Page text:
Timberwolves snap Nuggets’ five-game winning streak with convincing rout

MINNEAPOLIS – Minnesota forward Taurean Prince effectively ended it, and there was still one quarter to play.

Prince buried a 3-pointer late in the third quarter, then tilted his head on his hands as if to put the Nuggets to sleep. His was one of 19 3-pointers the Timberwolves drained on Tuesday night in pounding the Nuggets, 130-115. The defeat snapped Denver’s winning streak at five, with one more game left on their daunting six-game road trip.

Now 28-22, perhaps Wednesday’s tilt at Utah will help erase the sting of Tuesday’s humbling loss.

Only Nikola Jokic, who finished with 21 points, 16 rebounds and eight assists, produced a noteworthy performance, though he took blame for his five turnovers.

“Did they do something different?” Jokic asked. “I don’t know, I had five turnovers. I need to do a better job as our leader, or whatever I am. I cannot have every night the most turnovers.”

The rest of the Nuggets were undone by Minnesota’s incessant defensive effort, tireless work on the glass and overwhelming bench production. The T-Wolves’ reserves outscored Denver’s 68-49, and beat them on the glass, 52-46.

“The game was lost in that second quarter,” said Nuggets coach Michael Malone of the 39-23 margin. “Obviously, our bench unit that came in, their bench dominated our bench in that first half.”

Karl-Anthony Towns led Minnesota with 24 points and 10 rebounds, followed closely behind by former Nugget Jarred Vanderbilt, who had 18 points and nine rebounds.

“Vando plays like that every night,” Malone said. “… He’s relentless.”

After Jokic, no other Nuggets player had more than 13.

Vanderbilt planted himself on the offensive glass to the start the third quarter. He earned two two-hand jams off his hustle and motor, then continued pestering the Nuggets on the glass. The Nuggets did themselves no favors as the T-Wolves threatened to make it a 30-point deficit. Despite numerous open 3-point looks, including a handful from new acquisition Bryn Forbes, the Nuggets couldn’t make a dent in the deficit.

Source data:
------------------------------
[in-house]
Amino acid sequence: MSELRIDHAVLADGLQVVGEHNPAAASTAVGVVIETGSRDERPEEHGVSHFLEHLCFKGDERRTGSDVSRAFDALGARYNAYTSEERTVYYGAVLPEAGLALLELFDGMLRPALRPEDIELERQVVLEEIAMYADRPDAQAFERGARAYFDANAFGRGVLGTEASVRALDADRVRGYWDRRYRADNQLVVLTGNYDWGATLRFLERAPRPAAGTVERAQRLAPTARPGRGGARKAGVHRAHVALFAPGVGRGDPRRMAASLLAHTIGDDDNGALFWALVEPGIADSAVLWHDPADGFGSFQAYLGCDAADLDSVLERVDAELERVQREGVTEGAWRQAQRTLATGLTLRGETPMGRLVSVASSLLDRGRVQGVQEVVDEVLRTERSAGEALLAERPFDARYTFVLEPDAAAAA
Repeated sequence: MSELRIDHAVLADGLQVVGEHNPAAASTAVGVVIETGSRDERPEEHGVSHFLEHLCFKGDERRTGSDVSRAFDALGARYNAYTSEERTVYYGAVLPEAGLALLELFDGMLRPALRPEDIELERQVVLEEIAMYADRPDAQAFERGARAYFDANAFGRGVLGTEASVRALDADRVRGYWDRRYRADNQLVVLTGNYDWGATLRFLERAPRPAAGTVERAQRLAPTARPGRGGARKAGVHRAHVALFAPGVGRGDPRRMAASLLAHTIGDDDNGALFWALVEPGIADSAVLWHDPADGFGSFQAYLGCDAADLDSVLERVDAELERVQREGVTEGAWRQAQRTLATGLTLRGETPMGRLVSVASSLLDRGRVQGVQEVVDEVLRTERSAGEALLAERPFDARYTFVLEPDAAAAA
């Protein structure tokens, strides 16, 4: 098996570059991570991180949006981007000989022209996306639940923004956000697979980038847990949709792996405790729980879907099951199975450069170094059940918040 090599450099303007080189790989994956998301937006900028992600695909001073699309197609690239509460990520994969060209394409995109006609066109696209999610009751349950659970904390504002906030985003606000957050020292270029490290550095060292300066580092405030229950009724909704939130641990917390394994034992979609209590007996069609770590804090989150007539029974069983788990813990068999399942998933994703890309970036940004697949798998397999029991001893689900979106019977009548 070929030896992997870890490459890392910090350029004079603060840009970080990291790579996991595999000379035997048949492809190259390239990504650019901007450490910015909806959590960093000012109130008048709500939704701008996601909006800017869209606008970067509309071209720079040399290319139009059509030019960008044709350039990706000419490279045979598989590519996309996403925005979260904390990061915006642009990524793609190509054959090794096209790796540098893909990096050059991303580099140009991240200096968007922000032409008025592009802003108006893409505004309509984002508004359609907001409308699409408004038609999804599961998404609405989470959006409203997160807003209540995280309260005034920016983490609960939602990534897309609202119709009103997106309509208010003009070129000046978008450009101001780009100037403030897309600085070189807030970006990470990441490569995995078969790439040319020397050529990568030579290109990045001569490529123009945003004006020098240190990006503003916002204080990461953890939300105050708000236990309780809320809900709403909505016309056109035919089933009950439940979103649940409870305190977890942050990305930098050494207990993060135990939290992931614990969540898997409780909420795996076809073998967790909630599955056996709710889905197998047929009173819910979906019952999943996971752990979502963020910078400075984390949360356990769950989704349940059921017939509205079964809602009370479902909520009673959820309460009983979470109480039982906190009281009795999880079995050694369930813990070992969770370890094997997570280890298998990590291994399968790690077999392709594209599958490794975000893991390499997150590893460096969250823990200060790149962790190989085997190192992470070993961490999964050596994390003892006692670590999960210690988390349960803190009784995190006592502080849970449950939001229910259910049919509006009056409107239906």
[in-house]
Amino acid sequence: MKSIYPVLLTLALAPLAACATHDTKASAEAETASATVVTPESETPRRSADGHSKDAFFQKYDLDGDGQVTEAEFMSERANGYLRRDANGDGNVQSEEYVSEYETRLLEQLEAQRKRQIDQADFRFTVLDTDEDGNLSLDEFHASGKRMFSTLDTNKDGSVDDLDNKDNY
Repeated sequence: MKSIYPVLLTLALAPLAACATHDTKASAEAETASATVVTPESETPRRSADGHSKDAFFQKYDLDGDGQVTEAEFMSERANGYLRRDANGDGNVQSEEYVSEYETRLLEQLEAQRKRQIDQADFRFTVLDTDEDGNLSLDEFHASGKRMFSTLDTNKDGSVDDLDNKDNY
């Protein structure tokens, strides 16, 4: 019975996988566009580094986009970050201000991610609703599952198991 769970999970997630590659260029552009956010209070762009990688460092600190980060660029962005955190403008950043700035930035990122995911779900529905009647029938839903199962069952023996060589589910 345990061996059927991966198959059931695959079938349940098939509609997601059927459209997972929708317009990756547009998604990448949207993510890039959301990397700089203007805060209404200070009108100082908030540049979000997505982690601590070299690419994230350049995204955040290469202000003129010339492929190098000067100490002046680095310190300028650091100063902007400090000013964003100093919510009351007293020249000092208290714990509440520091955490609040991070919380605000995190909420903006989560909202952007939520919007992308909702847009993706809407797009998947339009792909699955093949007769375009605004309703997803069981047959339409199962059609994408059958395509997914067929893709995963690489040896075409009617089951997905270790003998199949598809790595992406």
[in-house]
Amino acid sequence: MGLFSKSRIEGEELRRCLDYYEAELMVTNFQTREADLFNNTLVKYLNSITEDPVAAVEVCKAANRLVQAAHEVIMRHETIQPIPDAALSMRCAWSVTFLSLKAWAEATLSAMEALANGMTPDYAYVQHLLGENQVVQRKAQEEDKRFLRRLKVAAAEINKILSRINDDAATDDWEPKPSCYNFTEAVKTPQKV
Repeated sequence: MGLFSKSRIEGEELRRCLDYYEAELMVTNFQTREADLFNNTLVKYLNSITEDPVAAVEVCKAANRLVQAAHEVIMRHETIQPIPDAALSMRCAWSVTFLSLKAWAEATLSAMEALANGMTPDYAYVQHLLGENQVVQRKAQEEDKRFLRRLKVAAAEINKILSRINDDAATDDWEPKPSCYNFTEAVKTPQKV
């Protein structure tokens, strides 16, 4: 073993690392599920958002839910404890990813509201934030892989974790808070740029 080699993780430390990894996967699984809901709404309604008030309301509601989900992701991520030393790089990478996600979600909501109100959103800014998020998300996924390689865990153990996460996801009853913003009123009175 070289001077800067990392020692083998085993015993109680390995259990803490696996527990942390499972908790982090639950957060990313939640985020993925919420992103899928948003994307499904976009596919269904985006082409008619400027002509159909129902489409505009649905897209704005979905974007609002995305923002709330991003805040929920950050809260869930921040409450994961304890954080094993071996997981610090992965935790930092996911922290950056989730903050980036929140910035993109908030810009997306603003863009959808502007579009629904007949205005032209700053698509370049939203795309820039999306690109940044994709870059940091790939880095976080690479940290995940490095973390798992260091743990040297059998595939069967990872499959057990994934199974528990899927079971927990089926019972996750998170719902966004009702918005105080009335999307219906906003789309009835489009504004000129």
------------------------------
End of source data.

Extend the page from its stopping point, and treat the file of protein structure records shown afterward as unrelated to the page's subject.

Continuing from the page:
Bones Hyland offered a momentary spark off the bench and Forbes finally connected on one from outside, but Prince’s gut-punch 3-pointer seized all the energy from Denver’s comeback. Minnesota carried a commanding 100-78 lead into the fourth.

Malone gave Vanderbilt, who the Nuggets traded in 2020, his praise before Tuesday’s tip.

“No, I’m really not overly surprised (at his growth),” Malone said. “It’s easy to have revisionist history. ‘Oh, Jarred Vanderbilt should’ve been playing.’ Alright, well, we’ve got more wins in the West the last 3 years than anybody.”

Still, Malone credited Vanderbilt for his defensive versatility and his overall approach. Motivated or not, Vanderbilt was a menace against his former squad.

As a basic tenet of the Nuggets’ culture, Malone has always emphasized selfless passing at the core of Denver’s attack.

“I learned a long time ago, nothing divides a team faster than poor shot selection, over-dribbling, selfish play,” Malone said prior to Tuesday’s game. “What brings a team together, what unites a team is ball-movement and making the extra pass.”

It wasn’t necessarily selfishness as much as sloppiness that dug the Nuggets a 69-51 halftime deficit against the Timberwolves. The Nuggets turned it over 11 times in the first half, including five from Jokic.

Not even his 12 points and seven assists could help offset all the miscues. Monte Morris’ one turnover proved even more costly, as it ended with Naz Reid soaring over Morris for an alley-oop.

The sequence was even more disconcerting given how well Morris had played as of late.

“I don’t know if it’s really one basketball thing, I think it’s just more the mindset,” Malone said. “I think it’s him settling in, and, ‘OK, listen, no matter who’s in or who’s out, I’m our starting point guard,’ and the confidence that comes with that.”

As many mistakes as the starters had, Denver’s bench was even more disjointed. They were outscored 39-7 over the first two quarters, as Reid and Prince assaulted the Nuggets’ smaller reserves.

Vanderbilt, perhaps motivated by seeing his former team, was everywhere. His 14 points led all of the T-Wolves’ starters.

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